In a single year, one pepper plant may produce hundreds of individual flower buds. Some of them will be fertilized and become pepper pods, while others will drop from the plant. In this article, we’ll discuss pepper plant flowers falling off and why it happens.
Why Are Pepper Flowers Falling Off?
There are several causes for excessive flower drop on pepper plants. We’ll go through some common reasons for pepper plant flowers falling off here.
Note: Some flower drop is natural. Pepper plants produce more flowers than needed to be more attractive to pollinators. This ensures that at least some flowers are fertilized.
- High temperatures. One of the most common causes of pepper flowers dropping is high temperature. Although peppers can tolerate very high temperatures (100°F+), they thrive in moderately warm climates (around 70-80°F).
As a result, heat waves can cause plants to become stressed. The result is often flower drop, drooping leaves, and more water usage.
- Over-watering. Another mistake pepper growers often make is over-watering. Too much water in the soil is one of the biggest threats to a healthy pepper plant. It can cause a variety of issues, one being flowers falling off.
Peppers require even watering throughout their entire life cycle. Water retention is better with healthy soil. Keep your soil happy and alive with organic material (compost, fish fertilizer, manure, alfalfa pellets, etc.).
Read more about watering pepper plants here.
- Poor pollination. In order for a pepper flower to become a pepper fruit, the flower needs to be fertilized. This means that a grain of pollen must be accepted into the flower’s pistil.
Typically, bees and other insect pollinators will take care of this naturally. However, if you are growing indoors or in an isolated location outdoors, pollination rates can be low.
Try shaking the plants during flowering to encourage the release of pollen. Indoors, running a small fan can help, along with brushing the flowers by hand each day.
- Excess nitrogen. Nitrogen is an essential nutrient for all plant growth. However, too much of it can cause plants to abort fruiting to produce more leaves. Instead, peppers use more potassium and calcium to produce healthy buds and fruits.
For this reason, we recommend reducing fertilizer or switching to a low-nitrogen blend during the blooming stage of growth.
Try Fox Farm’s Tiger Bloom for better fruit setting at this stage.
- Phosphorus or potassium deficiency. On the flip side, without enough phosphorus or potassium, peppers may struggle to produce pods. The recommended fertilizers above should help correct any potential deficiency.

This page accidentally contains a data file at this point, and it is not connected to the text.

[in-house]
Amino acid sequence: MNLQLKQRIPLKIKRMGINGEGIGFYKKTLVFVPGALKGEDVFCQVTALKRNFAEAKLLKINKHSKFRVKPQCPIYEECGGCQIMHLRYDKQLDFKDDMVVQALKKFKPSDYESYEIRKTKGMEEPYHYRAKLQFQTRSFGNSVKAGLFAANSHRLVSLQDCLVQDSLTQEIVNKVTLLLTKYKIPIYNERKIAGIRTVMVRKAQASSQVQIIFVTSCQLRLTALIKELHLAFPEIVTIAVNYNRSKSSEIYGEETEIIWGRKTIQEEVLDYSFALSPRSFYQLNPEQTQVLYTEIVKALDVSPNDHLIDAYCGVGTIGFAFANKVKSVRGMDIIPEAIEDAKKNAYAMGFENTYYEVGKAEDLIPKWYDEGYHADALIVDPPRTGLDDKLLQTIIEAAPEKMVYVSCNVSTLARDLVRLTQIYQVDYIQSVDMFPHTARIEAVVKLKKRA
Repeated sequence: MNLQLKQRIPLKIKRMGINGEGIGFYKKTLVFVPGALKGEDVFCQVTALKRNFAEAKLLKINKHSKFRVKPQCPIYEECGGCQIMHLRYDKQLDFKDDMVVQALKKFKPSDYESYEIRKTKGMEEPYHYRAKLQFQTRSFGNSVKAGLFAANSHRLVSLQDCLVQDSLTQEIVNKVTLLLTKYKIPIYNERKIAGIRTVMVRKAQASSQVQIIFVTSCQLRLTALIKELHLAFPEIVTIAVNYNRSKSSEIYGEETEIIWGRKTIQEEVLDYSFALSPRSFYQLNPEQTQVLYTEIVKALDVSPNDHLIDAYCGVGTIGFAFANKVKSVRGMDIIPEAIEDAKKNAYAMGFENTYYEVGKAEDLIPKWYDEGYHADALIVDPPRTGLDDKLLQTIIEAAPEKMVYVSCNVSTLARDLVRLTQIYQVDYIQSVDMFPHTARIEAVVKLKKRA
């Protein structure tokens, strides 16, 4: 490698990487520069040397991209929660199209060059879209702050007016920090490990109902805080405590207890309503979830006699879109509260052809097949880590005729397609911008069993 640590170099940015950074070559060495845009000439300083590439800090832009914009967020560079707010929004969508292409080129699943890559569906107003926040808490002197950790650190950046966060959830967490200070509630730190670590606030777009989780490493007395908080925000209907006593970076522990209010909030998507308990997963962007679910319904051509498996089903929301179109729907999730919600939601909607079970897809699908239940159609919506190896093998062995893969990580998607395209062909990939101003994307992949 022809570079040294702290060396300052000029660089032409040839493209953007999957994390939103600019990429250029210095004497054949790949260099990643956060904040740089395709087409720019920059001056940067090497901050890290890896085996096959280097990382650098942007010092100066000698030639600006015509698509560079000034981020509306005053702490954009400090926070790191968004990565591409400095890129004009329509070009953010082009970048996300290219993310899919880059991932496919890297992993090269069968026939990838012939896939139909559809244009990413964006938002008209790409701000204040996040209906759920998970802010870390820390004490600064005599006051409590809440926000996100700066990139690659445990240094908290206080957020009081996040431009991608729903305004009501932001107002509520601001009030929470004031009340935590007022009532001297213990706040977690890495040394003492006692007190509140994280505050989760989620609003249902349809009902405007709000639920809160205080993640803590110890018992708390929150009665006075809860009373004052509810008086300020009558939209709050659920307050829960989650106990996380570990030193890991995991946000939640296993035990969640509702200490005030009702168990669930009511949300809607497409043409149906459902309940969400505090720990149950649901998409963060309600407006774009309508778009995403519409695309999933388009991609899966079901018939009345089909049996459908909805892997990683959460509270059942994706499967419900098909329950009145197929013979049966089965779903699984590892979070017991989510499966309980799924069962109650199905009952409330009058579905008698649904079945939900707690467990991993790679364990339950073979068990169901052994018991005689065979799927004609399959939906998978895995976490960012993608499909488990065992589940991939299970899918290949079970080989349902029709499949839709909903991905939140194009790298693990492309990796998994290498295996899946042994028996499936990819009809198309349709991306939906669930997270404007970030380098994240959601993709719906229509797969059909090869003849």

- Inconsistent humidity. Humidity levels can decrease the viability of pollen grains. The ideal humidity will vary by pepper type. For example, New Mexican varieties prefer more arid climates, while superhot C. chinense varieties like higher humidity. Do some research on your particular pepper variety to learn more about its origins and what climate suits it best.
If none of the above issues are causing your pepper flowers to fall off, consider what else may be stressing your plants. Is it extremely windy? Is it raining too much? Too little? Were the plants properly hardened off when they moved outside? Any of these stresses could be your culprit.
Pepper Plant Growth Stages
It may be helpful to have an overview of the pepper plant stages of growth. First, the seeds will sprout into seedlings. During this stage, they require strong light for 16-18 hours per day. Seedlings are eventually transplanted into larger pots before moving outdoors in full sun.
Once pepper plants reach a mature size, they should begin to produce flowers. The flowering/fruiting stage is the ‘final’ stage of growth for peppers.
Each variety can produce a limited number of fruits at any given time. For example, bell pepper plants may only have 4-6 pods on the plant at a time. Aji charapita peppers may have hundreds of fruits on a plant.
When To Pick Pepper Flowers
If your pepper plants are producing flowers when they are too young, we recommend plucking them. The best way to avoid premature flowering is to upsize the plant’s container at the right time.
Learn more about transplanting peppers here.
Evenly water and keep the soil fertile until the plants are outdoors in their final location. Stop plucking flowers after the plants have been in their final spot outside for 2-4 weeks.
Keeping Peppers Happy
Learn more about growing peppers here to avoid many of these common issues.
Here are some of our major recommendations for keeping peppers happy.
- Enrich the soil. If you have ground soil, add compost, manure or other organic material every year. This keeps the good bacteria within the soil healthy, leading to better water retention, nutrient uptake and general plant health for your peppers. For potted plants, organic fertilizer will work.
- Water evenly. Never water too much, and allow for water to drain away from the pepper’s root system. Soaking wet pepper plants will effectively drown, causing many problems.
- Pick ripe fruits. Whenever your pepper plants produce a ripe pod, pick it. This will encourage the plants to continue producing until the season ends.
- Watch for pests. Pests, like aphids, can wreak havoc on pepper plants. Keep a sharp eye out for pests and try to prevent them altogether by growing plants that attract beneficial insects to your garden.
- Bottom prune to avoid disease. Keep the lower branches pruned back to stop soil from splashing onto your plants during watering or rainfall. Soil can be home to infectious diseases that can harm your plants. Staking and bottom pruning are great methods to prevent this.
I hope this article helps you determine why your pepper plant flowers are falling off. Some pepper buds dropping is completely normal, but proper care will help get better harvests. Good luck!